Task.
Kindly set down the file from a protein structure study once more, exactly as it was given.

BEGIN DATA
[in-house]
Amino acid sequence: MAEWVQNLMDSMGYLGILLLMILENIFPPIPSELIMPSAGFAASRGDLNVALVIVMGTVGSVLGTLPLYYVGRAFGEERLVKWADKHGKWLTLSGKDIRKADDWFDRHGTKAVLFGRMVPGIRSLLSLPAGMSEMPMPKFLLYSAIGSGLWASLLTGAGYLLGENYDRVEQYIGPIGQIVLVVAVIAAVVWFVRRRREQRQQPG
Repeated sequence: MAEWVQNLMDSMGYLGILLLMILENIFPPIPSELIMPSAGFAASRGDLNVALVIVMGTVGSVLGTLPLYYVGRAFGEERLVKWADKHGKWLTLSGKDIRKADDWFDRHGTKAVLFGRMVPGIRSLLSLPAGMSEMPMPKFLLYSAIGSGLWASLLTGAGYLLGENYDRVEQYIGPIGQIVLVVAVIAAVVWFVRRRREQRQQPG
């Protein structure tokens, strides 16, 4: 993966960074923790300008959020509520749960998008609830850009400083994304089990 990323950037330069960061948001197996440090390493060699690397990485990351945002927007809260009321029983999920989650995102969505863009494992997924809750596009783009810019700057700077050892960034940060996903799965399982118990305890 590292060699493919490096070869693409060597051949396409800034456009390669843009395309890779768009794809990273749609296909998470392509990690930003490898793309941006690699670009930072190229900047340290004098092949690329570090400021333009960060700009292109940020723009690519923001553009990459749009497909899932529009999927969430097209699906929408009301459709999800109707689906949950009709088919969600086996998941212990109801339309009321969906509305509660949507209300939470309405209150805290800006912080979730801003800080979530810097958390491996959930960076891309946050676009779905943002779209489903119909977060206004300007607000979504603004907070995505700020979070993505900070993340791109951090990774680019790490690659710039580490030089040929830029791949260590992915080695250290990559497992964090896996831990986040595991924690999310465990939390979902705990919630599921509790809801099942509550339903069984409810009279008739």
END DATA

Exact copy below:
[in-house]
Amino acid sequence: MAEWVQNLMDSMGYLGILLLMILENIFPPIPSELIMPSAGFAASRGDLNVALVIVMGTVGSVLGTLPLYYVGRAFGEERLVKWADKHGKWLTLSGKDIRKADDWFDRHGTKAVLFGRMVPGIRSLLSLPAGMSEMPMPKFLLYSAIGSGLWASLLTGAGYLLGENYDRVEQYIGPIGQIVLVVAVIAAVVWFVRRRREQRQQPG
Repeated sequence: MAEWVQNLMDSMGYLGILLLMILENIFPPIPSELIMPSAGFAASRGDLNVALVIVMGTVGSVLGTLPLYYVGRAFGEERLVKWADKHGKWLTLSGKDIRKADDWFDRHGTKAVLFGRMVPGIRSLLSLPAGMSEMPMPKFLLYSAIGSGLWASLLTGAGYLLGENYDRVEQYIGPIGQIVLVVAVIAAVVWFVRRRREQRQQPG
């Protein structure tokens, strides 16, 4: 993966960074923790300008959020509520749960998008609830850009400083994304089990 990323950037330069960061948001197996440090390493060699690397990485990351945002927007809260009321029983999920989650995102969505863009494992997924809750596009783009810019700057700077050892960034940060996903799965399982118990305890 590292060699493919490096070869693409060597051949396409800034456009390669843009395309890779768009794809990273749609296909998470392509990690930003490898793309941006690699670009930072190229900047340290004098092949690329570090400021333009960060700009292109940020723009690519923001553009990459749009497909899932529009999927969430097209699906929408009301459709999800109707689906949950009709088919969600086996998941212990109801339309009321969906509305509660949507209300939470309405209150805290800006912080979730801003800080979530810097958390491996959930960076891309946050676009779905943002779209489903119909977060206004300007607000979504603004907070995505700020979070993505900070993340791109951090990774680019790490690659710039580490030089040929830029791949260590992915080695250290990559497992964090896996831990986040595991924690999310465990939390979902705990919630599921509790809801099942509550339903069984409810009279008739």